There was Katie Pothier, Philpott’s counterpart at the Texas Rangers, and D’Lonra C. Ellis, of the Oakland Athletics, each of whom could be counted upon for guidance in practically any area. A former Nats deputy counsel who had since taken her skills to Major League Soccer’s Philadelphia Union, Amy Minniti would advise Philpott on the contractual matters that consume so much of the offseason.
No rest for her
There’s really no offseason for Philpott, as it’s November through April when she and the rest of the team’s brass prepare for the following season. While President of Baseball Operations and General Manager Mike Rizzo negotiates multimillion-dollar contracts with players’ agents, the deals wind up on Philpott’s desk for fine-tuning. The Nats also have inked hundreds of minor leaguers and, while those individual deals are for substantially less in dollar value, they add up and Philpott must OK a lot of fine print.
And like most teams, the Nats maintain an academy in the Dominican Republic for their Latin American prospects. For Philpott, this means ensuring compliance with a foreign country’s laws as well as overseeing contracts under a different business model.
While it adds to the challenges of an already demanding job, Philpott wouldn’t want to be elsewhere. As she reminds, an in-house legal position with any sports team is something for which many lawyers would swap a partnership at a blue-chip firm.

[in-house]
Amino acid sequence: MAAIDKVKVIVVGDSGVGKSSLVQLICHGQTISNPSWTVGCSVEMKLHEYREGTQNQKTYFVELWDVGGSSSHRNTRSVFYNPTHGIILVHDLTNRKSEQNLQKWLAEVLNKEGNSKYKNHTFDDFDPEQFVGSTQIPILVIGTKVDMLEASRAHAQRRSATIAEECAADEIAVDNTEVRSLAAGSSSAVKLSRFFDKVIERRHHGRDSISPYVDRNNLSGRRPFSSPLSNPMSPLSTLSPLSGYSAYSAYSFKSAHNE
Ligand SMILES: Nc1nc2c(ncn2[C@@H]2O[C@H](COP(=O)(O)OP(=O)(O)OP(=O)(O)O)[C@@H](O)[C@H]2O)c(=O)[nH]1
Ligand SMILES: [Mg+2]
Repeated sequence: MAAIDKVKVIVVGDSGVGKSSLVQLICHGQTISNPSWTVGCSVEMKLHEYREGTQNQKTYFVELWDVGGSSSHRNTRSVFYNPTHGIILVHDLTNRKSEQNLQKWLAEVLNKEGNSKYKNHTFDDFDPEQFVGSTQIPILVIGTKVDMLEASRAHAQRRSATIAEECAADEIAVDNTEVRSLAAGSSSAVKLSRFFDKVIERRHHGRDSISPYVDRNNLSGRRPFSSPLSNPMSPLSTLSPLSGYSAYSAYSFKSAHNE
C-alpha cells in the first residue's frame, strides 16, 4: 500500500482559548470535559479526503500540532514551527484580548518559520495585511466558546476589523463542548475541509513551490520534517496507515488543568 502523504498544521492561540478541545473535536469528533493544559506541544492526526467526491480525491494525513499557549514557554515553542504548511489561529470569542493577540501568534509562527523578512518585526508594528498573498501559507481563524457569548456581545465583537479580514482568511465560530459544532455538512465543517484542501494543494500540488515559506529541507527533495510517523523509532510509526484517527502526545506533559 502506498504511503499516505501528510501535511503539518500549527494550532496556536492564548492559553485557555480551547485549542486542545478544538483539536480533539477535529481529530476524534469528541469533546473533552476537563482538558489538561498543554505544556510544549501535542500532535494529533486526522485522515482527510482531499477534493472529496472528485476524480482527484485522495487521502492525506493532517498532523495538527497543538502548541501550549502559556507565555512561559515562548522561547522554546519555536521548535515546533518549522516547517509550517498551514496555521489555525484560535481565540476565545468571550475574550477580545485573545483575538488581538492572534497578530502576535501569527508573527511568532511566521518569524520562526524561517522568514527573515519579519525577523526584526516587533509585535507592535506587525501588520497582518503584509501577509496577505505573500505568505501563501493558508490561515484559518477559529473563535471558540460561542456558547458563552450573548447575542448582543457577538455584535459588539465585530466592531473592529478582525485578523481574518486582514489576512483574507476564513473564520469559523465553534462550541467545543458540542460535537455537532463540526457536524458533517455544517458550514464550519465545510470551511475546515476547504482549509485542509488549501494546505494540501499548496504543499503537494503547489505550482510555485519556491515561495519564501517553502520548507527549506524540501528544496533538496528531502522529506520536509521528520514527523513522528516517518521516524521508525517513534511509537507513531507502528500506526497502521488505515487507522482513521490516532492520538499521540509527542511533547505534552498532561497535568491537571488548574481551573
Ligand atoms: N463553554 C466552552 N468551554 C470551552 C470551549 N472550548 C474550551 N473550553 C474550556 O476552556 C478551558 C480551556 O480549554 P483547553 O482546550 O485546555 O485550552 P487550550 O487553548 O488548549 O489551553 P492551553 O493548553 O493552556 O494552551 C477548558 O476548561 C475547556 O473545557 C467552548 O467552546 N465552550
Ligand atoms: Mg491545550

A 2008 Vanderbilt University Law School grad, Philpott was at such a firm for four-and-a-half years, handling energy and commodities matters as a McDermott Will & Emery associate. “Not the kind of work I wanted to be doing at age 40” went through the mind of this young woman who years earlier had played Little League baseball and nurtured a pipe dream of being the first female MLB player.
So she enrolled in the sports industry management program at Georgetown University in 2013, earning a master’s and one year later joining the Nats as a legal affairs specialist. The thrills have been almost too many to count, she says. There was her role in renting Nationals Park for an outdoor hockey game between the Washington Capitals and Chicago Blackhawks on New Year’s Day 2015. In 2018 she arranged to host the MLB All-Star Game. And that 2019 victory parade will always be a cherished memory.
Then there are the community projects she so enjoys, such as finalizing details for the Nats to renovate and dedicate baseball fields for youth leagues in D.C., Maryland and Virginia. With front office support, she promotes the team among the LGBTQ community, of which she’s a member.
“Such an interesting and progressive industry,” says Philpott, who’s raising two small children with her wife. “It allows you to be very passionate about who you work for and what you do. But it’s demanding, and I’m expected to know at least a little about everything.”
View this feature in the Vanguard Fall I 2021 Edition here.